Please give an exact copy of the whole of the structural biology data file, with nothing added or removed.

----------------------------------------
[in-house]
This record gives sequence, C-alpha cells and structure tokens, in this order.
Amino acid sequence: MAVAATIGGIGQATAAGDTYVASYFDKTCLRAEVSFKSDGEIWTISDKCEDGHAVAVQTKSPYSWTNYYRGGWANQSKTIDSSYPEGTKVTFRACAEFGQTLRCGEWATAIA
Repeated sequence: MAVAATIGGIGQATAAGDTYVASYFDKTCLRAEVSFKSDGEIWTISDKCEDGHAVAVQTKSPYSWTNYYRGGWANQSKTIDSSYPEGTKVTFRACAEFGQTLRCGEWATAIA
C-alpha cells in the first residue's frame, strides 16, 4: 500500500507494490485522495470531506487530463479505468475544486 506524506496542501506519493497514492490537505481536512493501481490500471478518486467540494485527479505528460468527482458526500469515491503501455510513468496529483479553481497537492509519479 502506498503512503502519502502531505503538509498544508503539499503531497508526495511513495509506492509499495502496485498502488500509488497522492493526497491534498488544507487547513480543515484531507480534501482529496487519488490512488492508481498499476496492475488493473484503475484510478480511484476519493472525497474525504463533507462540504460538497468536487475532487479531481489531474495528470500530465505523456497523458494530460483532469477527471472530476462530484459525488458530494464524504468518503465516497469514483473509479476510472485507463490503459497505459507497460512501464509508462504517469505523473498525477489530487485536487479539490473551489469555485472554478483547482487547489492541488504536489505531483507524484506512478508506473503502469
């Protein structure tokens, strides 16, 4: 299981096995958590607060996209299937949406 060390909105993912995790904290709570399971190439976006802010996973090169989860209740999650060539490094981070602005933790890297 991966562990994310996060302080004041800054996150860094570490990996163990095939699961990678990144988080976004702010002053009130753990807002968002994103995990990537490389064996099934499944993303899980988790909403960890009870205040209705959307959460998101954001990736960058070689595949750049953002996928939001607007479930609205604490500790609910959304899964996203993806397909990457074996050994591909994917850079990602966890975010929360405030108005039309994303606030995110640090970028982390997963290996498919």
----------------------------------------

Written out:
[in-house]
This record gives sequence, C-alpha cells and structure tokens, in this order.
Amino acid sequence: MAVAATIGGIGQATAAGDTYVASYFDKTCLRAEVSFKSDGEIWTISDKCEDGHAVAVQTKSPYSWTNYYRGGWANQSKTIDSSYPEGTKVTFRACAEFGQTLRCGEWATAIA
Repeated sequence: MAVAATIGGIGQATAAGDTYVASYFDKTCLRAEVSFKSDGEIWTISDKCEDGHAVAVQTKSPYSWTNYYRGGWANQSKTIDSSYPEGTKVTFRACAEFGQTLRCGEWATAIA
C-alpha cells in the first residue's frame, strides 16, 4: 500500500507494490485522495470531506487530463479505468475544486 506524506496542501506519493497514492490537505481536512493501481490500471478518486467540494485527479505528460468527482458526500469515491503501455510513468496529483479553481497537492509519479 502506498503512503502519502502531505503538509498544508503539499503531497508526495511513495509506492509499495502496485498502488500509488497522492493526497491534498488544507487547513480543515484531507480534501482529496487519488490512488492508481498499476496492475488493473484503475484510478480511484476519493472525497474525504463533507462540504460538497468536487475532487479531481489531474495528470500530465505523456497523458494530460483532469477527471472530476462530484459525488458530494464524504468518503465516497469514483473509479476510472485507463490503459497505459507497460512501464509508462504517469505523473498525477489530487485536487479539490473551489469555485472554478483547482487547489492541488504536489505531483507524484506512478508506473503502469
């Protein structure tokens, strides 16, 4: 299981096995958590607060996209299937949406 060390909105993912995790904290709570399971190439976006802010996973090169989860209740999650060539490094981070602005933790890297 991966562990994310996060302080004041800054996150860094570490990996163990095939699961990678990144988080976004702010002053009130753990807002968002994103995990990537490389064996099934499944993303899980988790909403960890009870205040209705959307959460998101954001990736960058070689595949750049953002996928939001607007479930609205604490500790609910959304899964996203993806397909990457074996050994591909994917850079990602966890975010929360405030108005039309994303606030995110640090970028982390997963290996498919």